After 12 years in the e-bike market Powabyke is forging a European distribution network and developing new offerings to make the lives of its dealers easier. MD Nick Child tells Jonathon Harker about the company’s new ranges, e-trikes and more...
So, how’s business?
We are actually expanding and growing. Despite a tough end to the year when the weather was having a detrimental effect on a lot of our retailers’ sales, we have since been opening new accounts around the UK and signing up various distributors.
We have known for a long time that the e-bike market does attract a different age group of customer than perhaps the IBD shop would normally see on an average day, but we are aware of a new market sector buying e-bikes which has a lot of potential.
Additionally the average purchaser of a Powabyke is using it as a form of transport as opposed to simply a leisure product that only gets used on a ‘sunny day’, so this helps extend our selling season.
Our user survey that we conducted with Leeds University showed our customer base was averaging 1,200 miles per annum, which translates to ten times the average mileage of a regular bike and they were replacing three car journeys a week with their Powabyke.
Tell us about the new Trikes – they’re proving popular? Is that something of a burgeoning market?
The electric tricycle market is also growing, we are finding a customer base that can’t ride a two-wheel bike anymore and wouldn’t be seen ‘dead’ on a mobility carriage – I refer to the ‘quasi mobility market product’.
We have also had a healthy export market for the product that includes commercial users in the Gulf States where they are being used as a ‘runaround’ in the oil and gas fields.
There are many technical issues with getting the mechanics of the e-trike right and we have invested a lot of time and money in developing the product to suit the market requirements. The 2011 model now includes an ultra low step through frame and the buyer has the option to upgrade to our new HP Lithium Ion battery pack that reduces the weight of the machine by about 10 kg.
Whilst a lot of IBDs struggle finding enough space to house a trike in their showrooms, those that do benefit from good sales from this high margin product and again with a bit of local marketing it can open up a new market sector for them.
How have dealers and consumers reacted to the launch of Mk2 X-byke?
The new Mk2 X-byke has been received very well with our dealer base and we are taking a lot of orders from new and old customers.
Apart from the improved performance from the new brushless motor, lithium battery, and the smarter aesthetics we put a lot of effort into the serviceability side of the design.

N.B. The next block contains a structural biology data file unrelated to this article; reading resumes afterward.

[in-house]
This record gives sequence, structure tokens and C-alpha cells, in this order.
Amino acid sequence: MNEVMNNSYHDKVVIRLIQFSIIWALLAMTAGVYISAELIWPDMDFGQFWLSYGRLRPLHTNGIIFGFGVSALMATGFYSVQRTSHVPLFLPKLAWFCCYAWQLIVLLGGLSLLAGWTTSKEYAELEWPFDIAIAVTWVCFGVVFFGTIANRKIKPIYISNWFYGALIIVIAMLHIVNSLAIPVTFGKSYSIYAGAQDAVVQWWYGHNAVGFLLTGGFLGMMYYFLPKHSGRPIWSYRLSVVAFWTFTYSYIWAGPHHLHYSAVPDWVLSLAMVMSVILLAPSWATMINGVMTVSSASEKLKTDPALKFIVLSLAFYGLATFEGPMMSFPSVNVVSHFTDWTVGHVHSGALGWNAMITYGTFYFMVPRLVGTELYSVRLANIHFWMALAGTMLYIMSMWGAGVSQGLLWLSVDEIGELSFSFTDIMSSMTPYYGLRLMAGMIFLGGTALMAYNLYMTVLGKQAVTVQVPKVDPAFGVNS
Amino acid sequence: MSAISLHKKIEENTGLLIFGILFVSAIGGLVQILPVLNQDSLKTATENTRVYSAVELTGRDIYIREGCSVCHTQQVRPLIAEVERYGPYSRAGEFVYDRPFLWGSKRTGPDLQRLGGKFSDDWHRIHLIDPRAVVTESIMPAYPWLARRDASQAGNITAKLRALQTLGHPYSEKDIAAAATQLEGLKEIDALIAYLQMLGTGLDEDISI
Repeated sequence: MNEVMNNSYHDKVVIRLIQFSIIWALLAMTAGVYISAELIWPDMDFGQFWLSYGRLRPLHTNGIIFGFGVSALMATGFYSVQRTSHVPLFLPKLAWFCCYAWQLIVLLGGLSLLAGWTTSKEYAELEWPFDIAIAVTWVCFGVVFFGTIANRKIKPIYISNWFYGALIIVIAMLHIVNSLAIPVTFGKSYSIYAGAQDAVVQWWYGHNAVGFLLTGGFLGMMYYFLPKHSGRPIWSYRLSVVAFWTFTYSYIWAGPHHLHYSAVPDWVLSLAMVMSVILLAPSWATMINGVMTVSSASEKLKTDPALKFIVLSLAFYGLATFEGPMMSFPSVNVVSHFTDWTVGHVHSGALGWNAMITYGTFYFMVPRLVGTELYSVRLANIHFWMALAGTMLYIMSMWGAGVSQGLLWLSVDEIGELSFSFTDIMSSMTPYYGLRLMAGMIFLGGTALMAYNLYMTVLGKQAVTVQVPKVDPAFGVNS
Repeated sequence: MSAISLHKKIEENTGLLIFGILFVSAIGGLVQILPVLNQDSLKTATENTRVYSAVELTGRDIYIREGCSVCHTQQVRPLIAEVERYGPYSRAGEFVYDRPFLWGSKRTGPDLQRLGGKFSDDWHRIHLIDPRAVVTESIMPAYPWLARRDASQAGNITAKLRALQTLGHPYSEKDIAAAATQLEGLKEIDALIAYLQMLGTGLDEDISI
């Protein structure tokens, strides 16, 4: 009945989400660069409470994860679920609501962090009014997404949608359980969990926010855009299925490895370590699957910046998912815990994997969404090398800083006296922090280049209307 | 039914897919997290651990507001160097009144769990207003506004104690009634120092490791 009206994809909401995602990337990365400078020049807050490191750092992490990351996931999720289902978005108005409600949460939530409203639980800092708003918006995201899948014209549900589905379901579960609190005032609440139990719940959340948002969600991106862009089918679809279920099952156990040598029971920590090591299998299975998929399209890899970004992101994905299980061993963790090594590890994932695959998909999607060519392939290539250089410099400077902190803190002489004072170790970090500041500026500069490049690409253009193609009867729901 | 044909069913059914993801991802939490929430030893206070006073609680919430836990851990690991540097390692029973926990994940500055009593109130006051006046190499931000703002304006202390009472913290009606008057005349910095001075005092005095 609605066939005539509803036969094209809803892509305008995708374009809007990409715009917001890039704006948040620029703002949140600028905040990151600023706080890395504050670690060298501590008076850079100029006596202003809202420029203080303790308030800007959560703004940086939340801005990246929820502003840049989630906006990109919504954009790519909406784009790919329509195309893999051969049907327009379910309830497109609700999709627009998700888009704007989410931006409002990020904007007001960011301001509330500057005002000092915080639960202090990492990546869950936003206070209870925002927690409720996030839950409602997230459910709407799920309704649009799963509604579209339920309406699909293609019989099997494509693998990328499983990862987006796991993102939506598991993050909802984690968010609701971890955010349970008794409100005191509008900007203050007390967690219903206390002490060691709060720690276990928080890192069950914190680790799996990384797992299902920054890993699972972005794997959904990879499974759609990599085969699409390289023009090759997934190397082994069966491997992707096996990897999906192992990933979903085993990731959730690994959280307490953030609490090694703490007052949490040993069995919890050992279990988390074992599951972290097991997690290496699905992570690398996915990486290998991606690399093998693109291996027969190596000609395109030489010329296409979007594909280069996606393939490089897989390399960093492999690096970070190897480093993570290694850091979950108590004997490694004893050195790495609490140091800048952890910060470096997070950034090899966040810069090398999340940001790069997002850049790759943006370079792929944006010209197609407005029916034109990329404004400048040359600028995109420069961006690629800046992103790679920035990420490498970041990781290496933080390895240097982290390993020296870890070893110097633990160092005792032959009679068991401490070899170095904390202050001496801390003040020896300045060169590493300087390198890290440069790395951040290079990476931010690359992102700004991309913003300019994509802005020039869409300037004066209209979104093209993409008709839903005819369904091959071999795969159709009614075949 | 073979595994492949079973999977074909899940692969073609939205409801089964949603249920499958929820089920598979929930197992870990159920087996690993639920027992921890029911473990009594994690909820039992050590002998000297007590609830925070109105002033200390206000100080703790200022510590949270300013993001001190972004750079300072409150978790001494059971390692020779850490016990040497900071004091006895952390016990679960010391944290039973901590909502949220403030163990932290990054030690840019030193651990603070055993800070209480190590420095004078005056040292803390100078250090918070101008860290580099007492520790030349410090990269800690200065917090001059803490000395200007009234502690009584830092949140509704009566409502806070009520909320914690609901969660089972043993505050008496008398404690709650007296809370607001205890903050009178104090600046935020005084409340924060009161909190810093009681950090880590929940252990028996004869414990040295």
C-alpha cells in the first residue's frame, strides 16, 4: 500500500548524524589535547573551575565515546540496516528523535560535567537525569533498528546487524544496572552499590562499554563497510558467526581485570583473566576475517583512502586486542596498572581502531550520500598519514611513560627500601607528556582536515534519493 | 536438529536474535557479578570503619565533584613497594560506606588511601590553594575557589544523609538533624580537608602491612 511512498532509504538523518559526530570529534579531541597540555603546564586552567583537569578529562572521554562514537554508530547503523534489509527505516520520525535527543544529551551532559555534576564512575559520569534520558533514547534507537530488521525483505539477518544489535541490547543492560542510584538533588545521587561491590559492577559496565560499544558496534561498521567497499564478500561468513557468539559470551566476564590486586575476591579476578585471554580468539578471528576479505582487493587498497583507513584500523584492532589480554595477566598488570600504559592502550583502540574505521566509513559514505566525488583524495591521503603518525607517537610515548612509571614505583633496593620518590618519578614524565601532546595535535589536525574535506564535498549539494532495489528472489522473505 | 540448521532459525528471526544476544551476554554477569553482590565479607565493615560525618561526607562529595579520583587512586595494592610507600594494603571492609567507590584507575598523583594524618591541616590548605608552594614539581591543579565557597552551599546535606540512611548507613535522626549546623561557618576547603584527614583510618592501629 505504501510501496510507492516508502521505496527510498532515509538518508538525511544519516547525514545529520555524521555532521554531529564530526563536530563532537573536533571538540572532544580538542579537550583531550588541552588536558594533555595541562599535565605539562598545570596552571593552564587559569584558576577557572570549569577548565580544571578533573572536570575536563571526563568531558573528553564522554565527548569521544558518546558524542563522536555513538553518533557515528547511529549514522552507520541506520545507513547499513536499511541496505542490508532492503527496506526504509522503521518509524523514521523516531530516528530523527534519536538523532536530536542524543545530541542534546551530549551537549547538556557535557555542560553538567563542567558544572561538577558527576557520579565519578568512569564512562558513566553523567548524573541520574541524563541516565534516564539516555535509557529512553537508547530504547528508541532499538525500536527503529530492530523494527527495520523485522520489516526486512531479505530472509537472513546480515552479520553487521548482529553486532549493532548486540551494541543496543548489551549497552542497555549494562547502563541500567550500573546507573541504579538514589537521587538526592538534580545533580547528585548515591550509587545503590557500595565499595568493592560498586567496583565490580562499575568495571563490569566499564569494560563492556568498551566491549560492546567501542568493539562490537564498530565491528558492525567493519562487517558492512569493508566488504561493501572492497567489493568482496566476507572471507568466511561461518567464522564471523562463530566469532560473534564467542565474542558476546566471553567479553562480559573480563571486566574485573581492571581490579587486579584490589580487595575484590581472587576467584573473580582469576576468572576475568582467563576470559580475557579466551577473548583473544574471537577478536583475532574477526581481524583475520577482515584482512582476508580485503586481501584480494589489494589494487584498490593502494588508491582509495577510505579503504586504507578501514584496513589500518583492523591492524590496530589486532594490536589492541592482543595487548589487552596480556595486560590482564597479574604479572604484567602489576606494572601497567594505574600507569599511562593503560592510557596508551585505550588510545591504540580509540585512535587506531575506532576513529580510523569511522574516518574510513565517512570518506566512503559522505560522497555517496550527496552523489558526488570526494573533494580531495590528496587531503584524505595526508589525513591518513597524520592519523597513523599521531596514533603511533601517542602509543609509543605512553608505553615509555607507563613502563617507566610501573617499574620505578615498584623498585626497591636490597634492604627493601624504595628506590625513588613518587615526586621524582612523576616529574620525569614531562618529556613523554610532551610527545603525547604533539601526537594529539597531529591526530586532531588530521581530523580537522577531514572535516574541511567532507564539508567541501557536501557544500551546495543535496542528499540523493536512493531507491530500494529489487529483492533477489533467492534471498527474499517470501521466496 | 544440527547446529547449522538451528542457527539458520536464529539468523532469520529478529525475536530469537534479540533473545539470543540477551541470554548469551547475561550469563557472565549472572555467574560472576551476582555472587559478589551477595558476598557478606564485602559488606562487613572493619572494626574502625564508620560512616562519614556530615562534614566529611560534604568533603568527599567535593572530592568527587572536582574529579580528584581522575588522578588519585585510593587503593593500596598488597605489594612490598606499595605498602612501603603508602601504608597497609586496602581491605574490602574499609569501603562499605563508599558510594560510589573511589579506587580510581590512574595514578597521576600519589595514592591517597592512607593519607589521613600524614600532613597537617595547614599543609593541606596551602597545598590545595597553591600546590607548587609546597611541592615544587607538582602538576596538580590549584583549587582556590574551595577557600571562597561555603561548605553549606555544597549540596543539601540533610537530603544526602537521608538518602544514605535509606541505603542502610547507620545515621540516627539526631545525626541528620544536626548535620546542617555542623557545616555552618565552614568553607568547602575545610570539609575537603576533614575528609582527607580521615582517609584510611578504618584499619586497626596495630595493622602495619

Consequently we can now demonstrate to a dealer that with the new ‘plug and play’ electrics on the bike the amount of potential workshop time required for any repairs in vastly reduced over that of any of our competitors’ bikes.
The development and launch of the Mk2 involved us changing factories in the Far East half way through 2010, and whilst this involved a lot of work and a few supply problems at the time the improved build quality and performance has really paid dividends on our investments.
Spare parts portal Powashop was set up at the end of last year exclusively for dealers – how does it make the retailers’ lives easier?
There are several key advantages for the dealer with us launching an online portal. Firstly it will become faster to order stock, the dealer can ship direct to his customer to save time and of course money, plus we offer free freight for online orders.
Additionally, to be honest a lot of our IBD dealers simply don’t have the time, and sometimes understandably the patience, to deal with an end user who wants an obscure part for a ten year old Shopper bike so they can now direct them to the website.
The aim is to provide a ‘tool’ that the dealer can use to order parts 24/7 and at the same time we can help promote sales of accessories etc. for the Powabyke range, for example the sale of ‘extra batteries’ for bikes has literally trebled since launch.
And in the interests of rumour control – we have no intention of selling bikes direct to the public – this is not the writing on the wall!
Powabyke has been in the e-bike market for 12 years now – how has it changed?
The key change, and most satisfying in some respects, has to be in public awareness. The electric bike is no longer a ‘mystery product’. A growing number of people now not only understand the benefits, but are actually buying them as an alternative form of transport.
Also with nearly 400 Powabyke dealers active in the UK last year we are comfortable that this is a viable and growing industry.
The products have also matured and you are now seeing increasingly reliable and better performing products.
The e-bike market has bucked the trend on most ‘new’ products in terms of price position, we deliberately launched in 1999 using the Amstrad model, with a £499.00 product to get the volume moving, wiped out Yamaha and a few others who were pitched at £1,300.00 SRP and gained some significant market share growth.
Over the years, and totally driven by customer demand, we have literally added ‘bells and whistles’ to the product to the point where we find the best selling product is at around the £900.00 mark, that’s a good sign in that the customer now accepts the ‘product’ as viable and is willing to pay a sensible price.
As far as changes to the company, the key changes have been that we have a much better understanding of the product and the market’s requirements, design our own products and can now commit to serious R&D to the point where we can compete on a global market.
However, I still make the tea when it’s my turn and it’s business as usual!
The industry is currently debating the pros and cons of the UK's electric bike market on the BikeBiz Forum. You can see and join in with the trade-only discussion here.